Game Development Reference

In-Depth Information

locations. This general SPH equation is defined by

n

m
j

ρ
j
A
j
W
(
x

A
(
x
)=

−

x
j
,h
)
,

(6.1)

j
=1

where
A
(
x
) is an arbitrary quantity
A
evaluated at location
x
,
A
j
is the same

quantity
A
evaluated at the location of a particle
j
,and
W
(
r
,h
) is a smoothing

kernel. The smoothing kernel is a scalar-valued function that smoothes out as the

evaluation position
r
moves away from the origin. If
r
is within a distance
h
,

called the smoothing radius, the function evaluates to a nonzero value, outside the

radius it evaluates to zero. There are many types of smoothing kernels, some of

which are mentioned in [Muller et al. 03]. We keep
h
fixed during our simulation.

One of the quantities that can be interpolated by Equation (6.1) in a straight-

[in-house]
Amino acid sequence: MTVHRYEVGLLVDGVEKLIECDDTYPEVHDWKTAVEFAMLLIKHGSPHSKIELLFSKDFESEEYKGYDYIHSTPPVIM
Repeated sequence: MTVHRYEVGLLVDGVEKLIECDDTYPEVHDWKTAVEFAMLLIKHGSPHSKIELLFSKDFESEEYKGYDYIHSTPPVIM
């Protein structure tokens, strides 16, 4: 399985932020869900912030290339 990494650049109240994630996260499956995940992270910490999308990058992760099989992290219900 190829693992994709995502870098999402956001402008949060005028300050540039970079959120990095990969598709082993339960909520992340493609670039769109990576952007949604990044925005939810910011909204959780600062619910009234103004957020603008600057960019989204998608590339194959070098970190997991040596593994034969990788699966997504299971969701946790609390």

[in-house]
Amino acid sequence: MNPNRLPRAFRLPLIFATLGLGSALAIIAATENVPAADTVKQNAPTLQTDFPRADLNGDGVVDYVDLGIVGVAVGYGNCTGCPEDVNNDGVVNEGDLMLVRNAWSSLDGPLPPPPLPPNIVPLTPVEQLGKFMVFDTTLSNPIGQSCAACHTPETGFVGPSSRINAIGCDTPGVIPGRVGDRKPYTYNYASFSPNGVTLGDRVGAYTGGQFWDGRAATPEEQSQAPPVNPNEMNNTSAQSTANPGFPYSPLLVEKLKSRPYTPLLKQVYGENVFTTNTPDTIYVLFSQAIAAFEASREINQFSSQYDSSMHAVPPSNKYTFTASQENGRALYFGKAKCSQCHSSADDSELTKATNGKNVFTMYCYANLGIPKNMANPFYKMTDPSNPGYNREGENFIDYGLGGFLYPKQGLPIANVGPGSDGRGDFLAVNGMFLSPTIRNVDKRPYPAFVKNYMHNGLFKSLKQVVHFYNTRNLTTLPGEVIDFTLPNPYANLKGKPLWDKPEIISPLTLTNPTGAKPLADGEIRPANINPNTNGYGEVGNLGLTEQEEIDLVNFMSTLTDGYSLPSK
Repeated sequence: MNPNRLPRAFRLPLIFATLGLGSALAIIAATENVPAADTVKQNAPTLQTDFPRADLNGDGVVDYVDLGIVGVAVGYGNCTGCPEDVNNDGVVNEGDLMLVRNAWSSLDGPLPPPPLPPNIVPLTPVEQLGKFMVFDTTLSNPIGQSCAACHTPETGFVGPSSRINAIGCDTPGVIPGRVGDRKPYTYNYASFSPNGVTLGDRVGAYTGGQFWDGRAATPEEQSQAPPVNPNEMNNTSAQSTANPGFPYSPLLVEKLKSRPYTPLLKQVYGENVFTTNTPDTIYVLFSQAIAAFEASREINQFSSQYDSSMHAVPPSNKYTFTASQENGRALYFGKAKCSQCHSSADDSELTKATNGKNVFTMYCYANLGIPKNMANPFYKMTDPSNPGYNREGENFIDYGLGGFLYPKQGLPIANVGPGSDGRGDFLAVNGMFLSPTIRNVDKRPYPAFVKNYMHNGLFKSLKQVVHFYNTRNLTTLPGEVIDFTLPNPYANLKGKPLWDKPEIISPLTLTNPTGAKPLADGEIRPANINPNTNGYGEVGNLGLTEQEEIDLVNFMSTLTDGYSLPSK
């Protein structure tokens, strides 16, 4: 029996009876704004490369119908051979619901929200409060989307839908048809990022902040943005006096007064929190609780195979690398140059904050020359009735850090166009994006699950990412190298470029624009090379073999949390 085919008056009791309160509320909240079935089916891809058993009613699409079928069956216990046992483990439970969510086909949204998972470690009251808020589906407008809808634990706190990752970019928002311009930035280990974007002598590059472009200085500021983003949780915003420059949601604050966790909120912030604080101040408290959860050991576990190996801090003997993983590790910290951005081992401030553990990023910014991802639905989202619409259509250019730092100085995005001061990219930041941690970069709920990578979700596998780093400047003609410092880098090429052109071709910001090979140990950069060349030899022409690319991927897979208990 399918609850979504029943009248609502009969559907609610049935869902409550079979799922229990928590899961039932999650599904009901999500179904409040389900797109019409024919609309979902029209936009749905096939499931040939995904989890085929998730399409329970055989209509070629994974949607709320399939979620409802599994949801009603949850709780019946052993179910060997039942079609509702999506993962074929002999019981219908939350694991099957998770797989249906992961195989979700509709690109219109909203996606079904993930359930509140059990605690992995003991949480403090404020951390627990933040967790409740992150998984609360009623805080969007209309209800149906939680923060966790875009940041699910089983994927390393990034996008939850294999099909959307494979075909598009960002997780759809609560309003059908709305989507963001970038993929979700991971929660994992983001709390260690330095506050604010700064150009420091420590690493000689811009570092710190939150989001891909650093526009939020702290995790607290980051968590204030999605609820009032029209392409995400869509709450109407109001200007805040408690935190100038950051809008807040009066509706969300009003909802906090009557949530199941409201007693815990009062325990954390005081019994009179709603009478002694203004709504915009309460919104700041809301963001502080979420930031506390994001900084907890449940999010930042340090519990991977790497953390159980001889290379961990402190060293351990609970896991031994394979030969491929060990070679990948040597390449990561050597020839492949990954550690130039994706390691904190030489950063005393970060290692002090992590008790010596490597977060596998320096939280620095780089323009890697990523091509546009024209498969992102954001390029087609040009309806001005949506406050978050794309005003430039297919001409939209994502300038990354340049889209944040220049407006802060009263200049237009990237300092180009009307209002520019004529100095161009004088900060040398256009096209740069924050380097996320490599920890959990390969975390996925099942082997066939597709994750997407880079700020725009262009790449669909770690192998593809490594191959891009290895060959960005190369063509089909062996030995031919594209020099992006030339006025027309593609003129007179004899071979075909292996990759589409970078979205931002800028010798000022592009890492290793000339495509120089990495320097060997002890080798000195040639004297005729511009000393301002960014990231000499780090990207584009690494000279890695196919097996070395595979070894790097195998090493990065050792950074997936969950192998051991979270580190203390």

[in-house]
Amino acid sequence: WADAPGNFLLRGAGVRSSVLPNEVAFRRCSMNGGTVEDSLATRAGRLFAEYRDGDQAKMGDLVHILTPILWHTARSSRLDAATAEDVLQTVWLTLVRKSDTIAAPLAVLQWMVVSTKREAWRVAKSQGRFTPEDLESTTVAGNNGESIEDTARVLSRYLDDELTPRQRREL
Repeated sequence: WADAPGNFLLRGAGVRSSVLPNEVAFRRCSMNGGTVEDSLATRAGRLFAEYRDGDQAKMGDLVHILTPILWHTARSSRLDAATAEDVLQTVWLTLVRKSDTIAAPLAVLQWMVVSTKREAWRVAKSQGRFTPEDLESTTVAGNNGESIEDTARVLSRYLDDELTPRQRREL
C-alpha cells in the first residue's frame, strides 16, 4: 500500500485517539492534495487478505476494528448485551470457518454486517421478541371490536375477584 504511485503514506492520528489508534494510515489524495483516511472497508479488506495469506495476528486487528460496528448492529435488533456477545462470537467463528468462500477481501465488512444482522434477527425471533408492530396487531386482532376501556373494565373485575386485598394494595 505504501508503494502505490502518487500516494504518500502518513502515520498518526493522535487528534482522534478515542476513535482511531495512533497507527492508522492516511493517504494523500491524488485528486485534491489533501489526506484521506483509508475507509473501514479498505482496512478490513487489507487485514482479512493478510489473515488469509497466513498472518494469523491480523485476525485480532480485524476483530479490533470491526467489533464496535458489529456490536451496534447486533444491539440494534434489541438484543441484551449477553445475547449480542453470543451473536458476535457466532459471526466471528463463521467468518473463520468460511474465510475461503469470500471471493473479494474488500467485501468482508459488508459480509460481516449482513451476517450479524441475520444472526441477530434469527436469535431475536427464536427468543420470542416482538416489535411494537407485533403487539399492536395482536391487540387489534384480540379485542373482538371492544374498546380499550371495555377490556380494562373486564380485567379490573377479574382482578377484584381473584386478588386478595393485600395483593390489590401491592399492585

forward manner is the density
ρ
i
of a fluid particle
i
, as defined by the following:

n

n

m
j

ρ
j
ρ
j
W
(
x
i
−

ρ
i
=

x
j
,h
)=

m
j
W
(
x
i
−

x
j
,h
)
,

(6.2)

j
=1

j
=1

where we choose
W
to take the form of
W
(
r
,h
)=
15

/h
)
3
, equal to

the “spiky” smoothing kernel in [Muller et al. 03]. Note that
ρ
i
is never zero, as

the term of the summation where
j
=
i
always evaluates to the
smoothing norm

15
/πh
3
.

A nice property of Equation (6.1) is that derivatives of the function
A
(
x
,h
)

only affect the smoothing kernel, which makes it possible to evaluate derivatives

of any quantity
A
, as shown in Equation (6.3). The same also holds for higher

order derivatives, like the Laplacian

πh
3
(1

−

r

∇

2
.

n

m
j

ρ
j
A
j
∇

∇

A
(
x
)=

W
(
x
i
−

x
j
,h
)
.

(6.3)

j
=1

Using this property, it is possible to interpolate internal fluid forces anywhere

within the fluid. As in [Muller et al. 03], we split the force
f
i
acting on particle
i

into three components,

f
i
=
f
i

+
f
i

+
f
ext

i

,

(6.4)

where
f
i

is the pressure force, related to the pressure
p
;
f
i

is the viscous force,

related to the velocity
v
;and
f
ext

i

are external forces like gravity, which we will

not discuss in this chapter.

The equations for
f
p
(
x
) and
f
v
(
x
)—the pressure and viscous forces at any

location in the fluid—are derived from the Navier-Stokes equations. Specifically,